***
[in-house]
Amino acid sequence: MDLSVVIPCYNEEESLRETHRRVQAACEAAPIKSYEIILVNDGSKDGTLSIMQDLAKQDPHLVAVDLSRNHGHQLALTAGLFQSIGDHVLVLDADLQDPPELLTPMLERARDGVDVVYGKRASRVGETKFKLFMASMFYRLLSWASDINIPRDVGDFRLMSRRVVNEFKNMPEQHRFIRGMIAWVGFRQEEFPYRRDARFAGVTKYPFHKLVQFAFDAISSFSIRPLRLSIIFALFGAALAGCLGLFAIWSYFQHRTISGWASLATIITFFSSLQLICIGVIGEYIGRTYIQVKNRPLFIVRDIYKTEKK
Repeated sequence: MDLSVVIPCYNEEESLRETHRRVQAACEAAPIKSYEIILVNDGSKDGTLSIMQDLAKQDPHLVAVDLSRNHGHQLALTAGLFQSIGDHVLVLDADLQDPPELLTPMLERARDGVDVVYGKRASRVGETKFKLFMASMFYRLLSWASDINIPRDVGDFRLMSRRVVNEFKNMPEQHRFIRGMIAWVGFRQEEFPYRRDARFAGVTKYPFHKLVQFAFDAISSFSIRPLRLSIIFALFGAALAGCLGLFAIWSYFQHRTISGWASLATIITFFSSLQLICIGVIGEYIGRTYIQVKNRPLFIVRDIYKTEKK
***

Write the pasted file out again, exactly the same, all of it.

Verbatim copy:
[in-house]
Amino acid sequence: MDLSVVIPCYNEEESLRETHRRVQAACEAAPIKSYEIILVNDGSKDGTLSIMQDLAKQDPHLVAVDLSRNHGHQLALTAGLFQSIGDHVLVLDADLQDPPELLTPMLERARDGVDVVYGKRASRVGETKFKLFMASMFYRLLSWASDINIPRDVGDFRLMSRRVVNEFKNMPEQHRFIRGMIAWVGFRQEEFPYRRDARFAGVTKYPFHKLVQFAFDAISSFSIRPLRLSIIFALFGAALAGCLGLFAIWSYFQHRTISGWASLATIITFFSSLQLICIGVIGEYIGRTYIQVKNRPLFIVRDIYKTEKK
Repeated sequence: MDLSVVIPCYNEEESLRETHRRVQAACEAAPIKSYEIILVNDGSKDGTLSIMQDLAKQDPHLVAVDLSRNHGHQLALTAGLFQSIGDHVLVLDADLQDPPELLTPMLERARDGVDVVYGKRASRVGETKFKLFMASMFYRLLSWASDINIPRDVGDFRLMSRRVVNEFKNMPEQHRFIRGMIAWVGFRQEEFPYRRDARFAGVTKYPFHKLVQFAFDAISSFSIRPLRLSIIFALFGAALAGCLGLFAIWSYFQHRTISGWASLATIITFFSSLQLICIGVIGEYIGRTYIQVKNRPLFIVRDIYKTEKK